District officials said they recognize that there are challenges that have caused charters' autonomous structure to clash with district-wide initiatives.
"It's a major source of conversation, and it's an ongoing challenge, and we're trying to think of different ways of representing charters in all of those conversations," Perkins-Cohen said. "The balancing of delivering on our commitments and giving them autonomy at the same time is a work in progress."
Among the longstanding challenges charters have faced is the funding it receives from the school system.
Under Alonso, all schools receive funding based on a per-pupil model. The charter schools receive a higher per-pupil allotment than traditional schools every year, because they are paid cash in lieu of services that they do not receive from the school system, like food and facilities.
School officials have also said that the charters' growth has become a financial burden to the school system.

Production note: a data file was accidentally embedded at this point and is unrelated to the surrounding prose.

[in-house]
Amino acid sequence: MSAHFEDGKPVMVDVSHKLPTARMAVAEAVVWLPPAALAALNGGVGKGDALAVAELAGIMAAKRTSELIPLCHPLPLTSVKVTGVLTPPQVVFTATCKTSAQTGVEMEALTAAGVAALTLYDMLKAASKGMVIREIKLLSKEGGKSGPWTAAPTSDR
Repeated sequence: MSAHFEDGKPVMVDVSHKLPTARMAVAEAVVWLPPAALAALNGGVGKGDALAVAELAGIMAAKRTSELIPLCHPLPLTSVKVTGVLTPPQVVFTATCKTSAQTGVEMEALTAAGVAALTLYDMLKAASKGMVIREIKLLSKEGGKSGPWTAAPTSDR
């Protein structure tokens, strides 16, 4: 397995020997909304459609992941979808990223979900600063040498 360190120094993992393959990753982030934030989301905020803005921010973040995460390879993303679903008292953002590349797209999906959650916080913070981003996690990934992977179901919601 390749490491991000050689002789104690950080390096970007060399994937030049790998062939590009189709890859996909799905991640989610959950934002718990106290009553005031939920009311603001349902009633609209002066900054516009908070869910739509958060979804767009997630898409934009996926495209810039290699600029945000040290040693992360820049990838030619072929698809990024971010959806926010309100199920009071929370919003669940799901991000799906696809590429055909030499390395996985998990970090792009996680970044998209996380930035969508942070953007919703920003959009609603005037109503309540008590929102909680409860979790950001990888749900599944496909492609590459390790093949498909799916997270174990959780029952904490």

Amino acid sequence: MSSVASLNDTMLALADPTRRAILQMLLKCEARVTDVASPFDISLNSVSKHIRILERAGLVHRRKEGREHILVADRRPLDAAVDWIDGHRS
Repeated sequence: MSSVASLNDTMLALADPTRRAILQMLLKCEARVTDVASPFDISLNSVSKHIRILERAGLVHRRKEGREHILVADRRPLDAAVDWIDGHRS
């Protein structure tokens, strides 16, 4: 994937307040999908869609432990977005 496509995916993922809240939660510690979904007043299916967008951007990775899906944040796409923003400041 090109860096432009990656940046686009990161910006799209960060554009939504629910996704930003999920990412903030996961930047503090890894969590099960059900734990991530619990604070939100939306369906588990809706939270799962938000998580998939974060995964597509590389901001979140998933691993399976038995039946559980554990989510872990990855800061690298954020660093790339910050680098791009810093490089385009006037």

But, school leaders say, the formula is interpreted differently every year — state auditors found that the district actually shorted charters in 2010 per-pupil allotments — and their per-pupil funding has been affected by the district's rising costs, particularly in the areas of transportation and special education.
School system officials are in the process of assessing where costs of services can be trimmed and developing a "fee-for-service" program that would allow all schools to opt into the services they receive from the central office.
"It's been difficult," Perkins-Cohen said. "But it's been a priority for us, to understand the differences between the formulas."
And the state charter law, which is recognized nationally as one of the weakest, may be revisited in the legislative session to help flush out many of these issues.
"We won't be able to survive and thrive if we have contracts and policies that affect us disproportionately," McKenna said. "We're definitely thinking about the next 10 years."